Friday Inspiration 379

One of the many things you might notice while running the New York City Marathon is the unlucky people who are trying to cross the street as 50,000+ plus runners are making their way down the street. It might be easier later in the day, when the runners thin out, and you’re in a narrow section like parts of Williamsburg, but earlier in the race, trying to cross a wider street like First Avenue when there’s just a never-ending river of people flowing down it? It’s a real sport. So kudos to Jeff Seal for this video, which really delivers on the concept of the sport of trying to cross the street during the marathon. (video)(thanks, Brendan)

screen capture from How to Cross the Street at the NYC Marathon


A FINAL GENTLE REMINDER: You can still sign up for my *FREE* pop-up newsletter about creativity, MAKE IT, a daily illustrated micro-essay from May 15th to June 8th. (It is separate from this newsletter, and the subscriber list will be deleted on June 8th after the final email is sent out). 2,700+ people have signed up so far and I could not be more excited.

As a person who is often a quote, unskilled sleeper, unquote, I loved this podcast about insomnia: Derek Thompson (staff writer at The Atlantic) interviews Duke University School of Medicine sleep researcher (and mother of two) Dr. Jade Wu about sleep. (thanks, Ben)

I tend to gloss over everything said about the royal family, except when I heard J.R. Moehringer ghostwrote Prince Harry’s memoir, Spare. I still remember my co-worker Sean telling me about Moehringer’s book The Tender Bar in 2006 or so, and how damn good the book was. And then hearing that Moehringer had ghostwritten Andre Agassi’s memoir, and then Phil Knight’s memoir. So when I saw he had written a piece for the New Yorker about ghostwriting Prince Harry’s book, I immediately clicked on it. It’s more of a story of Moehringer’s whole career, with some really interesting bits about the process of ghostwriting, what other authors think of it, and how he approaches it, and it’s pretty fascinating.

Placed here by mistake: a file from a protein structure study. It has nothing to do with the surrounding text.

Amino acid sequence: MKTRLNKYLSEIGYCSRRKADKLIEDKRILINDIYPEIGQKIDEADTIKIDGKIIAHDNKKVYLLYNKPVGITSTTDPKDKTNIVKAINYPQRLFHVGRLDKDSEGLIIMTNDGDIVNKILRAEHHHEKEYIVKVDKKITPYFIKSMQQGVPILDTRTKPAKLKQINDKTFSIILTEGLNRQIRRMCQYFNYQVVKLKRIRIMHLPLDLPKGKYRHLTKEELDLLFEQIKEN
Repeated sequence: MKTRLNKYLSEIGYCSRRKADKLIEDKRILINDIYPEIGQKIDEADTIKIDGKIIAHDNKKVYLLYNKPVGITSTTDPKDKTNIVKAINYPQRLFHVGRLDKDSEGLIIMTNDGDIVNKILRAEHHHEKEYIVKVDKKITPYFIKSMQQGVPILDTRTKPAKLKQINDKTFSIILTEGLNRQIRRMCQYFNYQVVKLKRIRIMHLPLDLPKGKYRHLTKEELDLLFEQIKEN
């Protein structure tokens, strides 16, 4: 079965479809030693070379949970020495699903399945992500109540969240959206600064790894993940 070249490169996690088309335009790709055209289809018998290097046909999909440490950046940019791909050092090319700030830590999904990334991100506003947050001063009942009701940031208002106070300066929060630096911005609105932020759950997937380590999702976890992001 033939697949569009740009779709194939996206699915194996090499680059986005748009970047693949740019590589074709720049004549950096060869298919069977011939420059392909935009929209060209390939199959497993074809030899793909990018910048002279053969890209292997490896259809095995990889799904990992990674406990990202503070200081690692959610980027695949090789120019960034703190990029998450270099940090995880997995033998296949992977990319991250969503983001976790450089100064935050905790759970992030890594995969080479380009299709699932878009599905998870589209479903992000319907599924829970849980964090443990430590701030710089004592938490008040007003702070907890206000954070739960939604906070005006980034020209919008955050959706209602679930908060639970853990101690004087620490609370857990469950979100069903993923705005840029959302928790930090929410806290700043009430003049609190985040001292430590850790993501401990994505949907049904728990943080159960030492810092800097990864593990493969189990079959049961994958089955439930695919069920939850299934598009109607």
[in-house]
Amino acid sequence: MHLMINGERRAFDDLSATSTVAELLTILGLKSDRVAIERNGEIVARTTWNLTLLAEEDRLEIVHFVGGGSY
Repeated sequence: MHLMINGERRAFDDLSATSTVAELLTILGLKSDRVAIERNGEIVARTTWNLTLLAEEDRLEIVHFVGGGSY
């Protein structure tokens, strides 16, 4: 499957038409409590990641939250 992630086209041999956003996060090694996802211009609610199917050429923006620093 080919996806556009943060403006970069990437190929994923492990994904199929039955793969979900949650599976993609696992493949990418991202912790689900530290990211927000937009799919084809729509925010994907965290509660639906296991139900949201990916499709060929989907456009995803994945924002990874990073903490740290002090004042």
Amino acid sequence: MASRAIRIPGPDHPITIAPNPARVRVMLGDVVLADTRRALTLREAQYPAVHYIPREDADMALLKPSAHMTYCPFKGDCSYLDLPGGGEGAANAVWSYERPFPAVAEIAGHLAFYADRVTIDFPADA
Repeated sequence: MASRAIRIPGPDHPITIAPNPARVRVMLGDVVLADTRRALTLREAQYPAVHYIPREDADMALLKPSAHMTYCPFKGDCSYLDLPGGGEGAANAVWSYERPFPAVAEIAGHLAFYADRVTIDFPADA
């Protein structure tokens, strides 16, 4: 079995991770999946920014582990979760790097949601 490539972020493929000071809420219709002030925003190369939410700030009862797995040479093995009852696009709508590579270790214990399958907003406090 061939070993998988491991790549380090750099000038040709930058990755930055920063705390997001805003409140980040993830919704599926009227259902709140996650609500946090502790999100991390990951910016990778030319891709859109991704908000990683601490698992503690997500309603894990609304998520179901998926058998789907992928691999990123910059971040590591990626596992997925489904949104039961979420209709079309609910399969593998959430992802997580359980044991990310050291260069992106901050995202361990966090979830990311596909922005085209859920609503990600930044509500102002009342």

I don’t know how nostalgia works, or if it’s more commonly triggered by music, or smells, or visiting a place you haven’t been in a decade or longer. I know I can find a song I listened to on repeat for a summer 20 years ago, but websites I visited 20 years ago? Hard to remember, let alone find them in their original state. But if you would like some nostalgia for the internet circa late 1990s/early 2000s, this might get it going. (thanks, Anna)

Sometimes I feel like the less time I spend looking at social media and news sites, the better I feel. I get why this is—news has for a very long time been “if it bleeds, it leads,” and in the age of social media, bad things spread way more quickly than good things. But think about this for a second: Where does a conversation with a friend or friends go if you say:
a. “Did you see that story about [Politician X doing awful thing that must surely require them to have a cold, black heart, or at least be a complete narcissist]?” or
b. “Did you see that story about someone who dumped hundreds of pounds of cooked pasta in the woods in that town in New Jersey?”

My friend Mike Sowden has been writing this newsletter called Everything Is Amazing for a couple years now, and every time I read it I am a little envious of his ability to turn his own curiosity into something interesting for the rest of us. I was just reading his most recent post—brilliantly titled “The Fun Is Why”—about people doing things for the sake of doing them and why it’s important, or not important, or important because it’s not important, and thought maybe I’d grab one of his wonderful turns of phrase and quote it in this newsletter, but I had trouble deciding which one. And then I got most of the way through it, to the part about a gentleman being able to tell the difference between human blood and bat urine, and thought, “This essay started out with a very sweet story about a woman eating scones,” and you know, that’s kind of a big leap, but you know, it didn’t feel unnatural, and that’s kind of what Mike does. Anyway, you can read it, OR, listen to Mike read it, here.

It is really, really hard for me to not put a link to a McSweeney’s piece in every single edition of this newsletter. Swedish death cleaning? Sorry, no, Swedish death metal cleaning. I particularly appreciate the umlaut over every instance of the f-word in this piece.

Lastly: If you’re in or near Seattle this Saturday, I will be hanging around Assembly in Ballard from 5 p.m. to 9 p.m. on May 13th for the opening reception of my art installation there—it will be hanging for the next month, but I’ll only be there for a few hours on Saturday. (I also might be a few minutes late depending on how fast I run the Tiger Claw 50K in Issaquah that morning)

official art show flyer